His statement says "what has been reported" is not true. The widely cited apnews article did not use the modifier "alleged". It said CC had missed the tests and that his actions/omissions were a violation of the rules.

    The Daily Mail also did not put "alleged" in its headline, although it did in the body of the article.

    Skepticism is warranted. Coleman is, however, entitled to deny that he has violated the pertinent rules, which the referenced reporting states as fact.
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    Quote Originally Posted by 18.99s View Post
    If that happens during nationals and the tester who showed up at his house wants him to get tested, all they have to do is call their WADA/USADA colleague at nationals to order the test. Which may have been what happened with Cantwell, given that he actually was tested at nationals on that occasion.

    Being at a major meet that's swarming with testers is not a test evasion strategy. The penalty should be a fine for wasting the tester's time, not counted as a missed test unless the athlete couldn't be found for testing at or near the stadium.
    As i understand it, if the testers were from the Athletics Integrity Unit they would not be in contact with USADA and possibly not even aware the US championships were on.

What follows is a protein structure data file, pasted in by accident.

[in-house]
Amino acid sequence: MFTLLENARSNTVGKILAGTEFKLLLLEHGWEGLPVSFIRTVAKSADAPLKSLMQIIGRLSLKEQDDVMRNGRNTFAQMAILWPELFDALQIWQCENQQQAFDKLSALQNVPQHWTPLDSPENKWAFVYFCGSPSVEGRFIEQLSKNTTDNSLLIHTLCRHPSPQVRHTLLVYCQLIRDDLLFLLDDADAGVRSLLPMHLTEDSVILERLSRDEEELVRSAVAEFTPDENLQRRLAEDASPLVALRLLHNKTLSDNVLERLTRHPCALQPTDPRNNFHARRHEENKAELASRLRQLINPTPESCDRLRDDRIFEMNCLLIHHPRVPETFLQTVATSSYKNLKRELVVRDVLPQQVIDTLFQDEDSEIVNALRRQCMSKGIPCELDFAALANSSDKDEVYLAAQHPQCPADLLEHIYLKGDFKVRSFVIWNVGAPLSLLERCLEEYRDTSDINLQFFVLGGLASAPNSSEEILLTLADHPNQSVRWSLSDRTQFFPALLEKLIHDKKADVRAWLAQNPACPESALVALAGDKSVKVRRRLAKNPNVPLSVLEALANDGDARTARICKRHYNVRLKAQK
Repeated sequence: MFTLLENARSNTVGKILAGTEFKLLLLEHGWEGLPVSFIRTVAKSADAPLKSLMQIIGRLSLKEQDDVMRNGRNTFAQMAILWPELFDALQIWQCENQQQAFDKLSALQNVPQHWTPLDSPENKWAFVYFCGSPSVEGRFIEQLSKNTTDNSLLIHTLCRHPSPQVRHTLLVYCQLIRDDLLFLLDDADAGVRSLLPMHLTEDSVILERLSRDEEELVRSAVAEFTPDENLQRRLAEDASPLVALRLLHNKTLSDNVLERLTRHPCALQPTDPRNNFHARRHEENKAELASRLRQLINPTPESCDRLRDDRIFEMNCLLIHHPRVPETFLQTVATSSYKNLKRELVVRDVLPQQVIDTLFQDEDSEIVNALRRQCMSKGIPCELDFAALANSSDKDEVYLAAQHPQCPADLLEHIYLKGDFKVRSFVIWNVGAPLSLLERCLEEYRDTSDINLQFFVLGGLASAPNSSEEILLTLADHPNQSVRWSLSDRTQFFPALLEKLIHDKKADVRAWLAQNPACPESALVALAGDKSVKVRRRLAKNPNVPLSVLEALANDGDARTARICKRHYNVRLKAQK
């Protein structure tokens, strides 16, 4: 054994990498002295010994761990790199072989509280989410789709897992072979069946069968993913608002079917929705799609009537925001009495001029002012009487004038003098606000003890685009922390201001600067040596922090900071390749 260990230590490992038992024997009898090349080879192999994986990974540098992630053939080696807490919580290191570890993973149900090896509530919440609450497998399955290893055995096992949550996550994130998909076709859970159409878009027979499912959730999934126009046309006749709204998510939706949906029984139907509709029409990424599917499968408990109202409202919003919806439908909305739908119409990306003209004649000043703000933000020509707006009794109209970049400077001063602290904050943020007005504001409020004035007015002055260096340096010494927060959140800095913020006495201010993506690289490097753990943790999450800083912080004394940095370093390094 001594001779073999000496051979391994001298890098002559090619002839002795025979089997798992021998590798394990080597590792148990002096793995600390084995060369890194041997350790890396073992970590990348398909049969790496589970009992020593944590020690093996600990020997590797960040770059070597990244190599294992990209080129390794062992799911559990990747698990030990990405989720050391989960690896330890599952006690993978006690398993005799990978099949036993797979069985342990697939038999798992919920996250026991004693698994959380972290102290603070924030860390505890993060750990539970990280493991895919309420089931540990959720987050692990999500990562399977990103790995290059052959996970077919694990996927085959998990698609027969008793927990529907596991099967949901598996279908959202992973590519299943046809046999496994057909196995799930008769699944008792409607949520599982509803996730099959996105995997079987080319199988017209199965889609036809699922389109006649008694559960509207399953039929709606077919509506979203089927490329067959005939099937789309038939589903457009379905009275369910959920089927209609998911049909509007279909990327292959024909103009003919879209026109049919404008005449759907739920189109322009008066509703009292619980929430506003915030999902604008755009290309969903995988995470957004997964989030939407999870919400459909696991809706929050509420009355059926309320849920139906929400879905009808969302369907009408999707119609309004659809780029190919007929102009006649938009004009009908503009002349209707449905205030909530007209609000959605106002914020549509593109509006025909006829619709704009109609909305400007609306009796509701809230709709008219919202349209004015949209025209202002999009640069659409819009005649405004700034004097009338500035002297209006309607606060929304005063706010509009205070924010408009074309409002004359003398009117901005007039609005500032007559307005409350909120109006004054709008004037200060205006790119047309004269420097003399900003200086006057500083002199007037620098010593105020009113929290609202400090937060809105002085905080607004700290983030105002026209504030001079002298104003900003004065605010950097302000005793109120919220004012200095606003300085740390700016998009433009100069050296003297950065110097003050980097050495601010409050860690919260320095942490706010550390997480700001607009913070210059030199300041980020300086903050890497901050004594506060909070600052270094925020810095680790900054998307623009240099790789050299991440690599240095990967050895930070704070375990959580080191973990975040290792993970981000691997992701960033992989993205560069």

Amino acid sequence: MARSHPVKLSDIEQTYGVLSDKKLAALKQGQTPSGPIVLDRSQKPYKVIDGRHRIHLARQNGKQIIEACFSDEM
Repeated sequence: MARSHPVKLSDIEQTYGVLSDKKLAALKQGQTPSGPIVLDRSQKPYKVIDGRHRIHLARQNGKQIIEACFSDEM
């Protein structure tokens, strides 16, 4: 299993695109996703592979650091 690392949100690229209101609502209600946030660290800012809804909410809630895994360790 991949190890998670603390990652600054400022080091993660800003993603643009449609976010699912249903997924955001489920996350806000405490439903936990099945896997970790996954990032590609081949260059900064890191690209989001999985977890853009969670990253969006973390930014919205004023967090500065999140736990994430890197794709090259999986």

Guess we will know more early September
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    Quote Originally Posted by Tuariki View Post
    I disagree because the OOC testers who turned up at his house, or wherever, were definitely going to test him, whereas there was no certainty he would be tested at nationals.
    Winning the USATF track Championships generally guarantees you are getting tested. And he came in expecting to win.

    I heard the sprinters gave blood and pee at USAs, not sure how often blood is drawn, apparently not every time.
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    Quote Originally Posted by polevaultpower View Post
    Winning the USATF track Championships generally guarantees you are getting tested. And he came in expecting to win.
    I don't disagree with you on this PVP, and if the testers were USADA, then that should, I would have thought, been OK.

    But if the testers were AIU, then that would seem to be a different scenario altogether.
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    Even if cleared, this process has to wreak havoc with his Doha preparations. It's hard to do the necessary things to be the best in the world while Damocles' sword is dangling above your head.
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    Quote Originally Posted by 18.99s View Post
    Being at a major meet that's swarming with testers is not a test evasion strategy.
    That's exactly my point. Entry in a national championship event gives the testers access to the entrant which is why I believe it should count as a whereabout notification. Not only does USADA/WADA share information with national governing bodies, but in the case of USATF, entry status for national championship events is publicly available on its website.